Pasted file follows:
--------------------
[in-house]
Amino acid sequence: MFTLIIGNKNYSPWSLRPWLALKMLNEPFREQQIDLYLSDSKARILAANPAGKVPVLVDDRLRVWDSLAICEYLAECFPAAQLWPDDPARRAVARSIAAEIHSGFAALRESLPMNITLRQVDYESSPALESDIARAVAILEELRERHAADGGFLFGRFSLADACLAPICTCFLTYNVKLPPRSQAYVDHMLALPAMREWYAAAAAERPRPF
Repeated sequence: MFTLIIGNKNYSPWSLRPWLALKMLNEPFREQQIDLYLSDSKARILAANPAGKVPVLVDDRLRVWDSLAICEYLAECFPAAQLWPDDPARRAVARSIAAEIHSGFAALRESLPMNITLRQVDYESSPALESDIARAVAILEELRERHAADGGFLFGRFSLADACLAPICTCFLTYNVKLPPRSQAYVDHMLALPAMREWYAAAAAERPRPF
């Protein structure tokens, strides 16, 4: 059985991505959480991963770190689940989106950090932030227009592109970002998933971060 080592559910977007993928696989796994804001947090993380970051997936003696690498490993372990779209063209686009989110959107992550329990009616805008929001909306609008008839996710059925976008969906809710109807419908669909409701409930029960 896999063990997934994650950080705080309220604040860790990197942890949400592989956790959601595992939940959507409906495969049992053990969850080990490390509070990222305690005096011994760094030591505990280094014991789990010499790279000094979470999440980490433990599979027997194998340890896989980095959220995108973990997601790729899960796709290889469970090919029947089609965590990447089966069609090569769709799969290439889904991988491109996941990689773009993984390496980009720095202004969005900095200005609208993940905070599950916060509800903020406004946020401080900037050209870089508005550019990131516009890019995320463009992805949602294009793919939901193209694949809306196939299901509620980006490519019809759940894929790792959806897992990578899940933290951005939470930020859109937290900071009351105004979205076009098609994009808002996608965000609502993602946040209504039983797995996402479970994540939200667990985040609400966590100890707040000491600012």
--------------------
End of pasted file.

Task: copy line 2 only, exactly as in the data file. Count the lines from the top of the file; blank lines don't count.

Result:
Amino acid sequence: MFTLIIGNKNYSPWSLRPWLALKMLNEPFREQQIDLYLSDSKARILAANPAGKVPVLVDDRLRVWDSLAICEYLAECFPAAQLWPDDPARRAVARSIAAEIHSGFAALRESLPMNITLRQVDYESSPALESDIARAVAILEELRERHAADGGFLFGRFSLADACLAPICTCFLTYNVKLPPRSQAYVDHMLALPAMREWYAAAAAERPRPF